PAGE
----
By Babajide Komolafe
The sacking of the five banksâ€™ chief executives hasÂ increased Nigeriaâ€™s credit risk in the international market .Â This means it is nowÂ Â Â riskier for foreigners to do business in Nigeria.
This development was announced byÂ Standard & Poor- a leading provider of financial market intelligenc. yesterday.
It reviewedÂ downward the nationsâ€™ foreign currency credit rating from B-plus from BB-minus S&P in a statement said that,Â â€œNigeria, sub-Saharan Africaâ€™s second-biggest economy, has a stable outlook,Â adding that the financial, economic and political risks are balanced by a strong external and fiscal balance sheet.
â€œThe lowering of the sovereign rating on Nigeria reflects our view of the governmentâ€™s reduced fiscal flexibility due to costs associated with its recent bail-out of five large domestic banks, and also the fall-off in government oil revenue,â€ the firm said in a statement.
â€œIn our opinion, the central bankâ€™s action has begun a welcome restructuring of Nigeriaâ€™s banking system, but it also reveals deep problems in Nigeriaâ€™s credit markets, with the extent of problem loans beyond our previous estimates,â€ S&P said.
Standard & Poorâ€™s is a leading provider of financial market intelligence. The worldâ€™s foremost source of credit ratings, indices, investment research, risk evaluation and data, Standard & Poorâ€™s provides financial decision-makers with the intelligence they need to feel confident about their decisions.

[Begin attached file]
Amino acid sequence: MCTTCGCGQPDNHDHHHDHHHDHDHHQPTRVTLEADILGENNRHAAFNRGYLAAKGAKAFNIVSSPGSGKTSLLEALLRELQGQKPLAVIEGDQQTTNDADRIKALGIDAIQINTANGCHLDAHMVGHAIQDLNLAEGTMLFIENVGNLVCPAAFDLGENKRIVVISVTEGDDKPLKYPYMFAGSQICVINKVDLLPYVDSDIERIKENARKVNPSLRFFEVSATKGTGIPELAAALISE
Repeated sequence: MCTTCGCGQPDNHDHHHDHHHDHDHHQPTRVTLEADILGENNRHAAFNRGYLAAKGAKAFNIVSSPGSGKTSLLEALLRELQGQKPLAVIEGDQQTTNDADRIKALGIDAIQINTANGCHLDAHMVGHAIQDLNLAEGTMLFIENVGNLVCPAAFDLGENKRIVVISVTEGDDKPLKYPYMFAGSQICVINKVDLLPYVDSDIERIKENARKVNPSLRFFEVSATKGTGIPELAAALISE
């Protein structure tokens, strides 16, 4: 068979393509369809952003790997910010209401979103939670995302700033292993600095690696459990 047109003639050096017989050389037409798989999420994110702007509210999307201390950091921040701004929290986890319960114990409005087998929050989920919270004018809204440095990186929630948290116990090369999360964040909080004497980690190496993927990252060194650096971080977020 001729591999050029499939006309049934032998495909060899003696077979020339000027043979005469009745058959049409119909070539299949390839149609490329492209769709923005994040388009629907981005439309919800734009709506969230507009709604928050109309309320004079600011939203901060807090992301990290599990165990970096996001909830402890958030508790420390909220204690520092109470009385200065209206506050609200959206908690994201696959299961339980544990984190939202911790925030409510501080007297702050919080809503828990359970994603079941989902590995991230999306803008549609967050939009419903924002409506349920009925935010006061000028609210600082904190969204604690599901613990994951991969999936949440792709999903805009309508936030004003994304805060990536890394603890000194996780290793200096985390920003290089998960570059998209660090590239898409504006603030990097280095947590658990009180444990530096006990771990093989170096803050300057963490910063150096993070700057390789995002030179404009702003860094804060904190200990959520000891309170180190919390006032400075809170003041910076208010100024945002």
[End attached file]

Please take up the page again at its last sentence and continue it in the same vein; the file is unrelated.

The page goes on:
Many investors know Standard & Poorâ€™s for its respected role as an independent provider of credit ratings and as the home of the S&P 500 benchmark index. But Standard & Poorâ€™s global organization also: Provides a wide array of financial data and information,
Is the largest source of independent equity research and a leader in mutual fund information and analysis.
But another rating agency, Fitch Ratings however said earlier on Friday it did not see any immediate sovereign rating implications from the central bankâ€™s actions.
The firm applauded the bailout and said it did not think further government assistance on the same scale was likely.